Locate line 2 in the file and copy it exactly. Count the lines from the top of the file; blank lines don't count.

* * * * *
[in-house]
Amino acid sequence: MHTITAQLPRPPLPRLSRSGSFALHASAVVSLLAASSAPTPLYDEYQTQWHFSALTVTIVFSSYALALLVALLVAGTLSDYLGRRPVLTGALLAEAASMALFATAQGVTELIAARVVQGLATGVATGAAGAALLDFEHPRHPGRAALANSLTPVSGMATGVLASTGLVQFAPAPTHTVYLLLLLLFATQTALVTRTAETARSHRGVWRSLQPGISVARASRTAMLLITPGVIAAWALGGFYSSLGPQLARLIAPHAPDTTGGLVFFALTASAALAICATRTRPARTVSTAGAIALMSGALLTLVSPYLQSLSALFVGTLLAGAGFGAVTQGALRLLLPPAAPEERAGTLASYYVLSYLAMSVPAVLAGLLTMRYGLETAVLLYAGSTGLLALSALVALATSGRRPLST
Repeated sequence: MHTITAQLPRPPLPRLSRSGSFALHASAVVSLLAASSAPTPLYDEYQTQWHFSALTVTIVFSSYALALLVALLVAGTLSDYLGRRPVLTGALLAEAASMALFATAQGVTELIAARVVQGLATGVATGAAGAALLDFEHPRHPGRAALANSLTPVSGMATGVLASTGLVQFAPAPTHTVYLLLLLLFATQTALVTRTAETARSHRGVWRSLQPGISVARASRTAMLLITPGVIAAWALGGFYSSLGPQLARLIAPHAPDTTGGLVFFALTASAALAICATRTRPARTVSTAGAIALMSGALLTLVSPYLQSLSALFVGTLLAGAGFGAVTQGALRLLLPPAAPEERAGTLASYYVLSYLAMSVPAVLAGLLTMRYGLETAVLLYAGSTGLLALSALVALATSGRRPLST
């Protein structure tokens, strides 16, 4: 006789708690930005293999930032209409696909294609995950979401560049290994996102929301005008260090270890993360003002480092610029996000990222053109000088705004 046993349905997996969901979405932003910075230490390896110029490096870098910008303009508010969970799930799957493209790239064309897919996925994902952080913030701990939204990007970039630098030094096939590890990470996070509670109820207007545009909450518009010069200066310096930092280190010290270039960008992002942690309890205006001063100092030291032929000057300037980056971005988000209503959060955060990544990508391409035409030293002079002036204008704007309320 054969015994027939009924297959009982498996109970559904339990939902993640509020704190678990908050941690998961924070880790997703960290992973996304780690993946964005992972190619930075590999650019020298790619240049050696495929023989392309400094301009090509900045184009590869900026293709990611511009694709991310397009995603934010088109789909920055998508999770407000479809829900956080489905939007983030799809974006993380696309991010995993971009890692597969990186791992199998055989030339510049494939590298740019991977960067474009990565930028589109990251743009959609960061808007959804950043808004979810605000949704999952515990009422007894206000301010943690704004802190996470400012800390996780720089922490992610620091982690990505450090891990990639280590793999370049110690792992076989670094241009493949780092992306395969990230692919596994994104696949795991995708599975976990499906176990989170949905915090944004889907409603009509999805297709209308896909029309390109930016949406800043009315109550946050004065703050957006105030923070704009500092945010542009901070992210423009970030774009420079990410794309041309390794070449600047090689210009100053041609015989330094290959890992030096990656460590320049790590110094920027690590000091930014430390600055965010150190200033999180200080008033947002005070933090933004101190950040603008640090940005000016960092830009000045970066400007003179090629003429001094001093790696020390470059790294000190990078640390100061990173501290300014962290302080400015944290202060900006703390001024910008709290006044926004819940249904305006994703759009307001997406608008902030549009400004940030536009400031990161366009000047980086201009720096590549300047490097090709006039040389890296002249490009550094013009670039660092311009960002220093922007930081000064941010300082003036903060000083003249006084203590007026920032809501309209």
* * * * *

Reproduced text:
Amino acid sequence: MHTITAQLPRPPLPRLSRSGSFALHASAVVSLLAASSAPTPLYDEYQTQWHFSALTVTIVFSSYALALLVALLVAGTLSDYLGRRPVLTGALLAEAASMALFATAQGVTELIAARVVQGLATGVATGAAGAALLDFEHPRHPGRAALANSLTPVSGMATGVLASTGLVQFAPAPTHTVYLLLLLLFATQTALVTRTAETARSHRGVWRSLQPGISVARASRTAMLLITPGVIAAWALGGFYSSLGPQLARLIAPHAPDTTGGLVFFALTASAALAICATRTRPARTVSTAGAIALMSGALLTLVSPYLQSLSALFVGTLLAGAGFGAVTQGALRLLLPPAAPEERAGTLASYYVLSYLAMSVPAVLAGLLTMRYGLETAVLLYAGSTGLLALSALVALATSGRRPLST